In October 2010 I broke up with my boyfriend of almost 12 years.
I realised that I had spent the entire relationship supporting him and had completely lost sight of who I was and what I wanted. I was getting ill regularly with an upper respiratory tract infection which caused all my glands to swell up and would leave me very sore and depressed for weeks at a time. I now believe that this was triggered by stress and emotional burn out.
We had gone through a rocky patch but both agreed we wanted to work through it. I told him what it was I needed to happen for it to work for me. It was probably the first time in the relationship that I had requested anything of him and I think it shocked him. He basically expected us to carry on as things had been before, without him having to make any effort or changes. So I ended it. I felt I didn’t have any other choice.
I went into a rapid downward spiral after that. I started gambling heavily (slot machine games on bingo websites), became withdrawn and depressed and in early November had an emotional meltdown at work. This brought things to a head for me and I realised I needed help.
My workplace provides a free counselling service so I signed up and had 4 counselling sessions between December 2010 – January 2011. I cried through most of these sessions. I couldn’t understand why I was so upset when it was me who ended things. I came to realise that I was grieving over the death of the relationship and for what could have been. I also had no sense of self worth whatsoever. My counsellor recommended some confidence building techniques, books and cds which I could work through after the sessions had ended.
Around this time I started attending a lunch hour meditation group that one of my colleagues went to. I loved it. This led me to book a place on a Mindfulness meditation workshop day in early March 2011. At the end of the day I was on cloud nine. I felt relaxed and calm and had a sense of being on the right path, probably for the first time in my adult life.
At the end of March I read The Happiness Project by Gretchen Rubin. I also read a freebie Kindle fiction book about a woman who started writing a blog as a way of getting over her marriage break up. So on 1st April I started my own mini happiness project and wrote my first blog.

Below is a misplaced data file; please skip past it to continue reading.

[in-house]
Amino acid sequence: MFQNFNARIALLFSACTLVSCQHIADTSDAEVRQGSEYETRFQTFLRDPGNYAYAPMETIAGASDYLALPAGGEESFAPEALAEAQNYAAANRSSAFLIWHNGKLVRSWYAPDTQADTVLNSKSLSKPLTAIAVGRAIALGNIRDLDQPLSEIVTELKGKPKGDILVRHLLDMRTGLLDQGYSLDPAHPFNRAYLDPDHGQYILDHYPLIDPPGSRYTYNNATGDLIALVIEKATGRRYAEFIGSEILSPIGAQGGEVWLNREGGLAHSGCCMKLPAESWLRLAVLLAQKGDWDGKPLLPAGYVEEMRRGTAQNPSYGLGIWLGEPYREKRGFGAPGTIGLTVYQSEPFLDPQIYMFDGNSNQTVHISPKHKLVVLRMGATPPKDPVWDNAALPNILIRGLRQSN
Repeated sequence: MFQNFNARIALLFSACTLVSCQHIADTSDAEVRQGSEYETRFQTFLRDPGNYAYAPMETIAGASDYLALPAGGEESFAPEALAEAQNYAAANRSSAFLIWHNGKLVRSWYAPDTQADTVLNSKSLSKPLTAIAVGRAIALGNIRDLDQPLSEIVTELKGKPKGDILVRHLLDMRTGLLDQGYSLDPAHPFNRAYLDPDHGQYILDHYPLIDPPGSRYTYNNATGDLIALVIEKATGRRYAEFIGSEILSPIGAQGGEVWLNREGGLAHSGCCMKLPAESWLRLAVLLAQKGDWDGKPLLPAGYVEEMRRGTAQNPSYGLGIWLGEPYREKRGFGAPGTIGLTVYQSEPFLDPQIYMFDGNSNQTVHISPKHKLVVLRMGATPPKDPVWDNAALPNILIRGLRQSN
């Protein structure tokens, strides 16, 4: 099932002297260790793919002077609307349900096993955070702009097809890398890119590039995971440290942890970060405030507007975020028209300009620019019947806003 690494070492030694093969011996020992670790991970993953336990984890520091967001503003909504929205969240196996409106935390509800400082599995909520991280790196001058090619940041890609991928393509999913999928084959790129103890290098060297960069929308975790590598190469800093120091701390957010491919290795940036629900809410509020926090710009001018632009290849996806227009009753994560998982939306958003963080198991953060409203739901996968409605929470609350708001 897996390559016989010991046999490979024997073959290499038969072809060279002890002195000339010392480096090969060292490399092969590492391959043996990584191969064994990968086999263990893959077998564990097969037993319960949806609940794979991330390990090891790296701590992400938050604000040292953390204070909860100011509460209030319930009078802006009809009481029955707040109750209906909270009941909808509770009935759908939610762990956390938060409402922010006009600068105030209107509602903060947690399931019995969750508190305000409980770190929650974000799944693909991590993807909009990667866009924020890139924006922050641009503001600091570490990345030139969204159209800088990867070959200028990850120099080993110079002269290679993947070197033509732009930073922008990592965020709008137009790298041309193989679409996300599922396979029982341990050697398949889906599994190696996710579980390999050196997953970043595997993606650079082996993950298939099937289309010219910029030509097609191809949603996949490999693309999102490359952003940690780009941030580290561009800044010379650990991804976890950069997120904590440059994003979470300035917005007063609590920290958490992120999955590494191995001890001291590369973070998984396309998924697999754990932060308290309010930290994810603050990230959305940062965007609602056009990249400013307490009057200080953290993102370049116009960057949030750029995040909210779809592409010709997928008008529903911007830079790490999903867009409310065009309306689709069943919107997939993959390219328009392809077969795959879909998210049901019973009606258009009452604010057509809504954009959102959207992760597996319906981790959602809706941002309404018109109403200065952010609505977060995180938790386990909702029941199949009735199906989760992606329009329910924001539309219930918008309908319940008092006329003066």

I thought about what made me happy and set myself goals to work towards. My goals focused on meditation, de-cluttering, reading more, being creative, increasing my fruit, vegetable and water intake, pampering myself and exercising more. I focused on one topic each week and blogged about it. I also made a personal commandment to do what I enjoy and enjoy what I do. This meant figuring out what it was that I enjoyed as an individual, rather than as a part of couple. It also meant finding coping strategies to deal with my high stress levels.
I developed a strong feeling of contentment by the end of the project.
From April to July 2011 I continued to work on increasing my happiness levels by working through a number of training plans, life coaching books and an 8 week mindfulness programme. I also attended a Learn to be an Optimist one day workshop.
Then in Mid July 12th 2011 we discovered my Grandma had breast cancer. She was so optimistic and upbeat that it was impossible to imagine she might not be able to beat it. She had an operation to remove the lump in August and we were told a few weeks later that the operation had been successful. It would hang over us a while longer with radiotherapy and regular check-ups but the prognosis was good.
In September I came across the Momentum Gathering blog and worked through the Life Cleanse Starter Kit which was a free gift for following it. It felt like an appropriate time to review and “cleanse”.
At the end of September I wrote in my blog that all the personal development sites and books tell you what you should do or should not do in order to be happy, be motivated, be a better person… and that I was struck by the fact that I was willing to believe that the reason why I was not a bouncing up and down happy, highly motivated and better person was because I was not doing “it” right.
I went on to say that although there were a number of recurring themes there were a large number of conflicting approaches – and I asked “how do I know which is the “right one”? Is there a “right one”? Would I be better off just listening to my inner voice instead of relying on other people’s rules and methods”.
Despite this, in October 2011 I started working though the Zen Habits blog and The Effortless Life book, (Leo Babauta). I turned my focus to simplifying, de-cluttering, slowing down, single tasking, mindfulness, meditating, establishing simple routines, finding a creative outlet and filling my days with simple pleasures.
After working through these, I wrote in my blog “I have been more present than at any point since I became interested in mindfulness. I am much more centred and relaxed and possibly the most content I have been in a very, very long time”.
Part 2 to follow soon……